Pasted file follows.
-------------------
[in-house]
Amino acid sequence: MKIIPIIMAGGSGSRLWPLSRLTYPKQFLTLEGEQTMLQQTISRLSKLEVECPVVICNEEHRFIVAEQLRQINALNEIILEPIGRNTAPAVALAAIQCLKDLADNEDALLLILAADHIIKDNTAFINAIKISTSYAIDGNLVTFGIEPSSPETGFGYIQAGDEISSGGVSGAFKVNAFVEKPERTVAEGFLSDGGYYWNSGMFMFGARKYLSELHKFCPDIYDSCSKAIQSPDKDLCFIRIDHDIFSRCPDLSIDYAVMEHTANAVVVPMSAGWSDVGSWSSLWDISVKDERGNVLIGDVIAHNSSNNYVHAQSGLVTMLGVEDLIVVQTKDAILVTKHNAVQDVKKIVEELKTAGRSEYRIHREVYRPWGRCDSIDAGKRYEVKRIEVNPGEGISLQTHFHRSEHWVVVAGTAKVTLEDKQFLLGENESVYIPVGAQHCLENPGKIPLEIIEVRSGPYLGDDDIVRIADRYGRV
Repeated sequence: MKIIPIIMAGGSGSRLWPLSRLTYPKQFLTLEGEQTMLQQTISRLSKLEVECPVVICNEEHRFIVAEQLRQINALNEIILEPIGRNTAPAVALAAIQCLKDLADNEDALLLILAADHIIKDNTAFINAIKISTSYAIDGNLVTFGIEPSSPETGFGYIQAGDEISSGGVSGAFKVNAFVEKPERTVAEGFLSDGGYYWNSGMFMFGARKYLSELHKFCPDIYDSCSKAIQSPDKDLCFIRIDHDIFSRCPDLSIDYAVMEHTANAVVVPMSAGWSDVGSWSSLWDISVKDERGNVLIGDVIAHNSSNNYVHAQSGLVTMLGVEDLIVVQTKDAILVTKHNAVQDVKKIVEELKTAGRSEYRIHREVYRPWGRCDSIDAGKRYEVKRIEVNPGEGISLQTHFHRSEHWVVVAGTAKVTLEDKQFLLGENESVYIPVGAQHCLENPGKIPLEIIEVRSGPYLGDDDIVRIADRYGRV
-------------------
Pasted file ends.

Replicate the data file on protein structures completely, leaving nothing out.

[in-house]
Amino acid sequence: MKIIPIIMAGGSGSRLWPLSRLTYPKQFLTLEGEQTMLQQTISRLSKLEVECPVVICNEEHRFIVAEQLRQINALNEIILEPIGRNTAPAVALAAIQCLKDLADNEDALLLILAADHIIKDNTAFINAIKISTSYAIDGNLVTFGIEPSSPETGFGYIQAGDEISSGGVSGAFKVNAFVEKPERTVAEGFLSDGGYYWNSGMFMFGARKYLSELHKFCPDIYDSCSKAIQSPDKDLCFIRIDHDIFSRCPDLSIDYAVMEHTANAVVVPMSAGWSDVGSWSSLWDISVKDERGNVLIGDVIAHNSSNNYVHAQSGLVTMLGVEDLIVVQTKDAILVTKHNAVQDVKKIVEELKTAGRSEYRIHREVYRPWGRCDSIDAGKRYEVKRIEVNPGEGISLQTHFHRSEHWVVVAGTAKVTLEDKQFLLGENESVYIPVGAQHCLENPGKIPLEIIEVRSGPYLGDDDIVRIADRYGRV
Repeated sequence: MKIIPIIMAGGSGSRLWPLSRLTYPKQFLTLEGEQTMLQQTISRLSKLEVECPVVICNEEHRFIVAEQLRQINALNEIILEPIGRNTAPAVALAAIQCLKDLADNEDALLLILAADHIIKDNTAFINAIKISTSYAIDGNLVTFGIEPSSPETGFGYIQAGDEISSGGVSGAFKVNAFVEKPERTVAEGFLSDGGYYWNSGMFMFGARKYLSELHKFCPDIYDSCSKAIQSPDKDLCFIRIDHDIFSRCPDLSIDYAVMEHTANAVVVPMSAGWSDVGSWSSLWDISVKDERGNVLIGDVIAHNSSNNYVHAQSGLVTMLGVEDLIVVQTKDAILVTKHNAVQDVKKIVEELKTAGRSEYRIHREVYRPWGRCDSIDAGKRYEVKRIEVNPGEGISLQTHFHRSEHWVVVAGTAKVTLEDKQFLLGENESVYIPVGAQHCLENPGKIPLEIIEVRSGPYLGDDDIVRIADRYGRV